This summer, I had the joy of taking a free class on Children’s Literature from Hillsdale College. The instructor covered a variety of genre of literature including fairy tales and well-known children’s classics. One of the books was ‘Alice’s Adventures in Wonderland‘ by Lewis Carroll. Carroll was a mathematics professor at Oxford and a deacon in the Church of England. He had a speech impediment and was very shy. He seemed to be somewhat uncomfortable with adulthood. Alice in his book was a child when she lived above ground, but when she fell down the rabbit hole, she entered the adult world and was somewhat confused by it. She was constantly asking herself or being asked who she was. That was a difficult question for her to answer. After Alice awoke from her long dream, she told her older sister about her dream and then left her sister to ponder about adulthood alone. The final paragraph in the book summarized her thoughts about Alice’s adventures,
“Lastly, she pictured to herself how this same little sister of hers would, in the after-time, be herself a grown woman; and how she would keep, through all her riper years, the simple and loving heart of her childhood: and how she would gather about her other little children, and make their eyes bright and eager with many a strange tale, perhaps even with the dream of Wonderland of long ago: and how she would feel with all their simple sorrows, and find a pleasure in all their simple joys, remembering her own child-life, and the happy summer days.”
Chapel Hill Bible Church is known to be an inter-generational congregation. There are intentional relationships between families and college students. Life groups provide opportunities for families of different aged children or families without young children to spend time together. Another way that our congregation can expand our inter-generational relationships is for older members to spend time with young children. Why is this important? Actually it is a two-way beneficial relationship. In Luke 18:16 Jesus called the children to come to Him saying to the apostles,”Allow the children to come to Me, and do not forbid them, for the kingdom of God belongs to such as these. I assure you and most solemnly say to you, whoever does not receive the kingdom of God [with faith and humility] like a child will not enter it at all.” Now what is it about children that would cause Jesus to say that it is necessary to receive the kingdom of God like a child?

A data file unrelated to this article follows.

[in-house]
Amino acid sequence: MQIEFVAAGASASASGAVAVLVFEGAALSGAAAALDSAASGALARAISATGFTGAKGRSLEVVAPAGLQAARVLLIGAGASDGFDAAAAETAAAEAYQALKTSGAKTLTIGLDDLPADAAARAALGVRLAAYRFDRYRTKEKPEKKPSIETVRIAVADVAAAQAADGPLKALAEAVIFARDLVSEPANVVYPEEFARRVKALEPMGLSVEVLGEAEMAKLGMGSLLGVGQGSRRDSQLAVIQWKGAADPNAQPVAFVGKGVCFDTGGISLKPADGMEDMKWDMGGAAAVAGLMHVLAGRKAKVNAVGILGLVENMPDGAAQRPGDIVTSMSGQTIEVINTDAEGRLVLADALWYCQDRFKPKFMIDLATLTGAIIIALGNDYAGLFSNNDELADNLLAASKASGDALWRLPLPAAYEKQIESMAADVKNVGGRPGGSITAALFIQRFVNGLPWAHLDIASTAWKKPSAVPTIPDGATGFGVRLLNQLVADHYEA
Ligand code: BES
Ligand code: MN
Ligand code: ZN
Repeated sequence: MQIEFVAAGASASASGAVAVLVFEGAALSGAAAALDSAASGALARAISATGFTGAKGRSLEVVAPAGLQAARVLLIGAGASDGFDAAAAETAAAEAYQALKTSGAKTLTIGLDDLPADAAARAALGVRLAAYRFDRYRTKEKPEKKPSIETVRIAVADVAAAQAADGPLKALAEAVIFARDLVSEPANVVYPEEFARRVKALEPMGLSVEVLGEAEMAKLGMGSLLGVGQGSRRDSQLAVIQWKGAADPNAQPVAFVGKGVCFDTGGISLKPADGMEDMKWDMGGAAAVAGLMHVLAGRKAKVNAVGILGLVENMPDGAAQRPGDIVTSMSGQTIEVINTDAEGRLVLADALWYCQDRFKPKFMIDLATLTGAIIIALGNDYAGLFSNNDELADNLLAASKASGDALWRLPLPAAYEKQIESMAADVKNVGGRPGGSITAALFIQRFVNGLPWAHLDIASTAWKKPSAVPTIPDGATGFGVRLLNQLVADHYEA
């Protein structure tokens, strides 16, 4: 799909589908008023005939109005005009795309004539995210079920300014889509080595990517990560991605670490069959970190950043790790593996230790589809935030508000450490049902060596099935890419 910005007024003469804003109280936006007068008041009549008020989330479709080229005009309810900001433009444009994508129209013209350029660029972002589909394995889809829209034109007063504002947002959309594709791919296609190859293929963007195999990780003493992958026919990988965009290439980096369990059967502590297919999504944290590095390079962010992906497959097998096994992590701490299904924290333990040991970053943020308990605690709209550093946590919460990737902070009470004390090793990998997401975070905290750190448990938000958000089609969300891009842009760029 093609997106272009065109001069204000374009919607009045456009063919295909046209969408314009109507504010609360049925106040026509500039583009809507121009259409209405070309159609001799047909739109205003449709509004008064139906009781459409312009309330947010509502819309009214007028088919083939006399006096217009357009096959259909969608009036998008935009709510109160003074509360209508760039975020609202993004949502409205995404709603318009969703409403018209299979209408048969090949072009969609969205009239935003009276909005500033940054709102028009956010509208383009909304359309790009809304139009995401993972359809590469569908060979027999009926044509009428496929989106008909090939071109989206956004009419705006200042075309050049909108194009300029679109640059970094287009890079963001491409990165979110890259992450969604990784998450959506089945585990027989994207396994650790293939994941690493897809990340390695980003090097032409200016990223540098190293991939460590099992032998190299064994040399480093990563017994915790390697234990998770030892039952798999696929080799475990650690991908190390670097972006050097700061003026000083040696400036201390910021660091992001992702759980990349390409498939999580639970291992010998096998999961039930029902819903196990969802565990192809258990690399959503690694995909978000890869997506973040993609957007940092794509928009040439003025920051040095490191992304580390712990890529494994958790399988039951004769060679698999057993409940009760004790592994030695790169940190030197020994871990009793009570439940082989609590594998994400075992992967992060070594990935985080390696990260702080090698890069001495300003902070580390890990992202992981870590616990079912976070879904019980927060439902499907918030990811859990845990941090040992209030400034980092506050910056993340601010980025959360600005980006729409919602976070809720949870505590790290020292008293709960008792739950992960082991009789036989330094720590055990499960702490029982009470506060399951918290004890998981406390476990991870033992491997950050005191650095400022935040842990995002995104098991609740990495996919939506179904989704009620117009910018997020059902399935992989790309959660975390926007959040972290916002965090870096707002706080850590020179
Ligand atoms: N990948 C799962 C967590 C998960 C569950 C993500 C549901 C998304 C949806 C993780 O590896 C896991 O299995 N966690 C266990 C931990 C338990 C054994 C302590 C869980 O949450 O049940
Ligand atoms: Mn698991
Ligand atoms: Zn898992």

- Young children are full of wonder and awe at the world around them. They have not yet developed the cynicism and sophistication that often accompanies adulthood.
- Young children are helpless to a certain extent and find it easier to trust someone who will care for them.
- Children generally ‘soak up’ the world around them and are eager to explore and ready to learn new things.
Now what could an older adult bring to a child?
- The wisdom of experience and age
- Time to sit and listen and talk together
- Areas of interest to be shared and developed in the younger child
- The opportunity to share about differences in culture from an earlier time
- The opportunity to pass on God’s truths to the next generation
This week Dwight and I have enjoyed having our two younger grandchildren with us. We’ve had the opportunity to watch classic movies together, to cook and eat together, to talk about history and share family stories, to play cards together. It’s been great fun to share time. These children live a several hours away, and we don’t get to spend extended time together very often. This is a rare treat for us!
There are children around us in our church family or in our neighborhoods that we can ‘adopt’. These families may not have familial grandparents for a variety of reasons. What better way to grow in community and develop grand-parent and grand-child relationships among us than to ‘adopt’ one another! Everyone can benefit from such a relationship.